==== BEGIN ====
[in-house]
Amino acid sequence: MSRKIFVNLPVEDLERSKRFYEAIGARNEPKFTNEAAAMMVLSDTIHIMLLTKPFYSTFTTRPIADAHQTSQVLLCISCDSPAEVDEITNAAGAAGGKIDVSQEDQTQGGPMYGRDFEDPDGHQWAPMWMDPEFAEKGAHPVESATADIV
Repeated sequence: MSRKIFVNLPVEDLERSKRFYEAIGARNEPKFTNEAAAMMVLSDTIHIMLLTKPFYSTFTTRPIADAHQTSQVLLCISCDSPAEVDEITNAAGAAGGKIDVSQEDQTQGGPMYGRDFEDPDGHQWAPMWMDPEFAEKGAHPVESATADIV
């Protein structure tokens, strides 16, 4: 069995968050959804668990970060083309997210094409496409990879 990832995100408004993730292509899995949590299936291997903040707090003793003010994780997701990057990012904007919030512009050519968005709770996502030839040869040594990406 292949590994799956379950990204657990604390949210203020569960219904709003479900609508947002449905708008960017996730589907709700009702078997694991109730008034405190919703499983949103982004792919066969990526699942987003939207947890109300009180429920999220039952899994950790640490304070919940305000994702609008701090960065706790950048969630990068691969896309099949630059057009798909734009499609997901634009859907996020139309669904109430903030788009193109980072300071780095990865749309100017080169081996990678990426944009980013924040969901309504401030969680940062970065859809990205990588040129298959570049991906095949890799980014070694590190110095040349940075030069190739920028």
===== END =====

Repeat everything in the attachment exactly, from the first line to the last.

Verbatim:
[in-house]
Amino acid sequence: MSRKIFVNLPVEDLERSKRFYEAIGARNEPKFTNEAAAMMVLSDTIHIMLLTKPFYSTFTTRPIADAHQTSQVLLCISCDSPAEVDEITNAAGAAGGKIDVSQEDQTQGGPMYGRDFEDPDGHQWAPMWMDPEFAEKGAHPVESATADIV
Repeated sequence: MSRKIFVNLPVEDLERSKRFYEAIGARNEPKFTNEAAAMMVLSDTIHIMLLTKPFYSTFTTRPIADAHQTSQVLLCISCDSPAEVDEITNAAGAAGGKIDVSQEDQTQGGPMYGRDFEDPDGHQWAPMWMDPEFAEKGAHPVESATADIV
């Protein structure tokens, strides 16, 4: 069995968050959804668990970060083309997210094409496409990879 990832995100408004993730292509899995949590299936291997903040707090003793003010994780997701990057990012904007919030512009050519968005709770996502030839040869040594990406 292949590994799956379950990204657990604390949210203020569960219904709003479900609508947002449905708008960017996730589907709700009702078997694991109730008034405190919703499983949103982004792919066969990526699942987003939207947890109300009180429920999220039952899994950790640490304070919940305000994702609008701090960065706790950048969630990068691969896309099949630059057009798909734009499609997901634009859907996020139309669904109430903030788009193109980072300071780095990865749309100017080169081996990678990426944009980013924040969901309504401030969680940062970065859809990205990588040129298959570049991906095949890799980014070694590190110095040349940075030069190739920028």